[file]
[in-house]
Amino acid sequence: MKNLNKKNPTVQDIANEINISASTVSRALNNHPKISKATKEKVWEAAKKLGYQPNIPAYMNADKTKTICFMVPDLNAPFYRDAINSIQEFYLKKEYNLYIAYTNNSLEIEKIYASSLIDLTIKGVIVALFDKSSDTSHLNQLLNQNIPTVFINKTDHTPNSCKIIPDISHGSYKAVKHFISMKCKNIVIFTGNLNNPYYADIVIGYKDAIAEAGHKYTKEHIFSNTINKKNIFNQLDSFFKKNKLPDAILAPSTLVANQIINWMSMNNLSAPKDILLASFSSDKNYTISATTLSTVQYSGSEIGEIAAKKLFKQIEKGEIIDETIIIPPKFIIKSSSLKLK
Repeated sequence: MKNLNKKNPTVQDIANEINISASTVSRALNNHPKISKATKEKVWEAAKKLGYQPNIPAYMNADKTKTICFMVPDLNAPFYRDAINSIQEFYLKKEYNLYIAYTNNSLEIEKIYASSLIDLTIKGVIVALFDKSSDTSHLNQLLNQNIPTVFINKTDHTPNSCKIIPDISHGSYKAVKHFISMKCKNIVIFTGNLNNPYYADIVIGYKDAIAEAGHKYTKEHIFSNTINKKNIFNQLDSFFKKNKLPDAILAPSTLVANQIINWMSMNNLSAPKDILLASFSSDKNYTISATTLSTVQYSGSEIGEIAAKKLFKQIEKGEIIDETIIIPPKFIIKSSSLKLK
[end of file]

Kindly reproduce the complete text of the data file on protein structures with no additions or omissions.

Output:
[in-house]
Amino acid sequence: MKNLNKKNPTVQDIANEINISASTVSRALNNHPKISKATKEKVWEAAKKLGYQPNIPAYMNADKTKTICFMVPDLNAPFYRDAINSIQEFYLKKEYNLYIAYTNNSLEIEKIYASSLIDLTIKGVIVALFDKSSDTSHLNQLLNQNIPTVFINKTDHTPNSCKIIPDISHGSYKAVKHFISMKCKNIVIFTGNLNNPYYADIVIGYKDAIAEAGHKYTKEHIFSNTINKKNIFNQLDSFFKKNKLPDAILAPSTLVANQIINWMSMNNLSAPKDILLASFSSDKNYTISATTLSTVQYSGSEIGEIAAKKLFKQIEKGEIIDETIIIPPKFIIKSSSLKLK
Repeated sequence: MKNLNKKNPTVQDIANEINISASTVSRALNNHPKISKATKEKVWEAAKKLGYQPNIPAYMNADKTKTICFMVPDLNAPFYRDAINSIQEFYLKKEYNLYIAYTNNSLEIEKIYASSLIDLTIKGVIVALFDKSSDTSHLNQLLNQNIPTVFINKTDHTPNSCKIIPDISHGSYKAVKHFISMKCKNIVIFTGNLNNPYYADIVIGYKDAIAEAGHKYTKEHIFSNTINKKNIFNQLDSFFKKNKLPDAILAPSTLVANQIINWMSMNNLSAPKDILLASFSSDKNYTISATTLSTVQYSGSEIGEIAAKKLFKQIEKGEIIDETIIIPPKFIIKSSSLKLK